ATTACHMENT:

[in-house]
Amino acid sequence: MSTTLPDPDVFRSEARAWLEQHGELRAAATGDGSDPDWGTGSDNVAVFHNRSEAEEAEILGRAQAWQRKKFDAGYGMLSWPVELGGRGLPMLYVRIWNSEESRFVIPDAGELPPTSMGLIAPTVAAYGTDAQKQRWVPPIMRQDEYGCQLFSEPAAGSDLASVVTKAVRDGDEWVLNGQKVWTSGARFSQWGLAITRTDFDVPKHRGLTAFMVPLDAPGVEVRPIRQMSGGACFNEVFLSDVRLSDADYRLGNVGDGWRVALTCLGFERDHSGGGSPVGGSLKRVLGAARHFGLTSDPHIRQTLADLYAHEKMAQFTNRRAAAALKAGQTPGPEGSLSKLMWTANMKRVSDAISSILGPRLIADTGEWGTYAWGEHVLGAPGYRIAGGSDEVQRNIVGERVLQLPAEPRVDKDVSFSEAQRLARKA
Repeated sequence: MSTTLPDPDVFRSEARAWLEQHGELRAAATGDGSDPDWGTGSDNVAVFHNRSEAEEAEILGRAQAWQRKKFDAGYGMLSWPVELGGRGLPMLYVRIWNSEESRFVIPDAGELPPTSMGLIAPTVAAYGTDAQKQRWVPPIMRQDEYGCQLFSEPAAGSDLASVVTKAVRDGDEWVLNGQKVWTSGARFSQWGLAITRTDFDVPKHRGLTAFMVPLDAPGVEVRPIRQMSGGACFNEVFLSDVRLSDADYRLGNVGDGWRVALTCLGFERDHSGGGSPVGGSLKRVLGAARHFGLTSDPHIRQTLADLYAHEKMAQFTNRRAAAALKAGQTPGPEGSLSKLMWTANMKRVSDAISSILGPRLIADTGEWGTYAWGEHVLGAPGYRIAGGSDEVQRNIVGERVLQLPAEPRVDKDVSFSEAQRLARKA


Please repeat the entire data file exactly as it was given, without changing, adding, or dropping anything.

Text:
[in-house]
Amino acid sequence: MSTTLPDPDVFRSEARAWLEQHGELRAAATGDGSDPDWGTGSDNVAVFHNRSEAEEAEILGRAQAWQRKKFDAGYGMLSWPVELGGRGLPMLYVRIWNSEESRFVIPDAGELPPTSMGLIAPTVAAYGTDAQKQRWVPPIMRQDEYGCQLFSEPAAGSDLASVVTKAVRDGDEWVLNGQKVWTSGARFSQWGLAITRTDFDVPKHRGLTAFMVPLDAPGVEVRPIRQMSGGACFNEVFLSDVRLSDADYRLGNVGDGWRVALTCLGFERDHSGGGSPVGGSLKRVLGAARHFGLTSDPHIRQTLADLYAHEKMAQFTNRRAAAALKAGQTPGPEGSLSKLMWTANMKRVSDAISSILGPRLIADTGEWGTYAWGEHVLGAPGYRIAGGSDEVQRNIVGERVLQLPAEPRVDKDVSFSEAQRLARKA
Repeated sequence: MSTTLPDPDVFRSEARAWLEQHGELRAAATGDGSDPDWGTGSDNVAVFHNRSEAEEAEILGRAQAWQRKKFDAGYGMLSWPVELGGRGLPMLYVRIWNSEESRFVIPDAGELPPTSMGLIAPTVAAYGTDAQKQRWVPPIMRQDEYGCQLFSEPAAGSDLASVVTKAVRDGDEWVLNGQKVWTSGARFSQWGLAITRTDFDVPKHRGLTAFMVPLDAPGVEVRPIRQMSGGACFNEVFLSDVRLSDADYRLGNVGDGWRVALTCLGFERDHSGGGSPVGGSLKRVLGAARHFGLTSDPHIRQTLADLYAHEKMAQFTNRRAAAALKAGQTPGPEGSLSKLMWTANMKRVSDAISSILGPRLIADTGEWGTYAWGEHVLGAPGYRIAGGSDEVQRNIVGERVLQLPAEPRVDKDVSFSEAQRLARKA